A bike shop employee used a tool he said would check the wear on the chain, and said that it should be changed.

He said it took a measurement that meant the chain had expanded, but it is still hard for me understand why I should change the chain.

He said that the reason was that the expanded chain links will cause the chain rings to wear down.

That is one argument and I have no experience with it, to know if it is true.

But are there more reasons? How do I know when the chain should be changed?

My first thought is to use it until it breaks, but it probably is not the wisest option.

  • 2
    Using a chain til it breaks will be very costly. Chains are dirt cheap compared to chainrings and cogs.
    – user313
    Commented Feb 11, 2011 at 17:27
  • 3
    Another thing about using a chain "til it breaks" is that it can cause you to crash when it breaks. Or even when it starts slipping before it breaks. Another good reason to maintain your chain and replace when needed...you probably don't want to find yourself lying beside some desolate road in the cold and wet all because of a slipping/broken chain.
    – user313
    Commented Feb 11, 2011 at 21:38

2 Answers 2


You can measure the stretch of a chain with a chain gauge (or just a ruler) enter image description here

Alternately - the chain links are 1 inch long, so measure 12 of them with a ruler, if they are more than 1/8inch longer than this then they are worn.

You need to do this before it wears the rear cogs - it will cause the teeth to wear into sharp pointed spikes = need a new cassette.

  • what do you mean by "into points"? Are they marked on the cassette? What do they look like/
    – user652
    Commented Feb 11, 2011 at 16:58
  • 1
    Points as in wearing the rounded teeth away into sharp spikes
    – mgb
    Commented Feb 11, 2011 at 17:14
  • 2
    Sharp spikes, as in a new chain won't fit right and will wear out very quickly. If you let the chain wear out too quickly you have to replace the front and back gears entirely. It's significantly cheaper to replace the chain before it's too worn down than to replace everything else.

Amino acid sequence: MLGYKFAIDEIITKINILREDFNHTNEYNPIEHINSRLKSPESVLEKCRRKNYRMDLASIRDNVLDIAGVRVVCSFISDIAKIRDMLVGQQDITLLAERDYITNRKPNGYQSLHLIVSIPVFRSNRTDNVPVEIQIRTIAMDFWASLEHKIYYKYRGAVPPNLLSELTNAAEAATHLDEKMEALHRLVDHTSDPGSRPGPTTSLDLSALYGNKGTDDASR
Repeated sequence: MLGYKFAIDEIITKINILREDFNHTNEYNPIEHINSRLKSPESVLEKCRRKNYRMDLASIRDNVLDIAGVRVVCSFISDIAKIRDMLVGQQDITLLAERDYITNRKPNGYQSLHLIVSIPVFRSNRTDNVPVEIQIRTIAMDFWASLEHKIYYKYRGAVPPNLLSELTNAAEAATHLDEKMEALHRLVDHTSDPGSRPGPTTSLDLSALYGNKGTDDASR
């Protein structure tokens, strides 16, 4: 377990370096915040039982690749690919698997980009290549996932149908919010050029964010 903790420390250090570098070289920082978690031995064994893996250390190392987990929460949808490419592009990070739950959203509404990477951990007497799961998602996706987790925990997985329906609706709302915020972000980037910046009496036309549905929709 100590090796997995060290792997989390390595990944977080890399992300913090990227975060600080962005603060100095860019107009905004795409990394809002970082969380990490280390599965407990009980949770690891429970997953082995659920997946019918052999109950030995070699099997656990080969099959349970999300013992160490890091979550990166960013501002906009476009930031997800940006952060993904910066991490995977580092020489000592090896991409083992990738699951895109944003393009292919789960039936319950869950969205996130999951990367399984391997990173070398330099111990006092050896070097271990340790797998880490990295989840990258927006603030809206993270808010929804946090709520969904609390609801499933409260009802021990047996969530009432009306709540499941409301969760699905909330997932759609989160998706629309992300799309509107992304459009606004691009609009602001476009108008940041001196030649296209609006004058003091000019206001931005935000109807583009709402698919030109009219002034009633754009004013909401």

– freiheit
    Commented Feb 11, 2011 at 17:18
  • any idea what is the general term for Rohloff Caliber? There must be some cheaper substitutes, seen many of this kind of tools in my LBS (apparently for different types of chains). Idea whether there is some do-it-all-tool to measure chain strech? Thinking...have to develop some mnemonic about stretching: when I compared my old chain to my new chain (same amount of pins), the old had stretched about 5cm. The Rohloff tool Caliber indicated chain renewing (according to my LBS). The ruler-pen-paper is more reusable but this caliber may be easier to use.
    – user652
    Commented Mar 11, 2011 at 16:39
  • Chain gauge? Fizler calls theirs a "chain wear gauge" and it's about $10
    – mgb
    Commented Mar 12, 2011 at 17:11

When the chain has "stretched" it will no longer sit properly on the teeth found on the sprockets and chainrings, symptoms of this point being reached include the chain jumping off the chainring when sufficient pressure is applied to the pedal. This usually happens when you're trying to pull away after stopping (eg at a junction). Not only is this a pain, but it can also be both dangerous and painful (my foot tended to come off the pedal and the calf/shin smacked into the teeth on the chainring when this happened to me).

The problem with leaving the chain until it gets to this state is that it also wears the sprockets at the back and the chainrings at the front. If you allow this to happen, then even buying a new chain won't do you much good as the worn teeth on the other parts of the drive system will prevent the new chain from sitting properly, and may cause the same kinds of problems as were being experienced with the old chain. If you're lucky enough not to have a problem with the chain skipping, the worn teeth will still cause the chain to wear out much faster than normal.

So, check you chain fairly regularly, if as mgb says, the chain stretched by more than 1/8 of an inch per foot, change it. Otherwise you might have to replace either the chainrings, the rear cassettes or both. A much more expensive proposition all round especially if you've got a decent chainset fitted.

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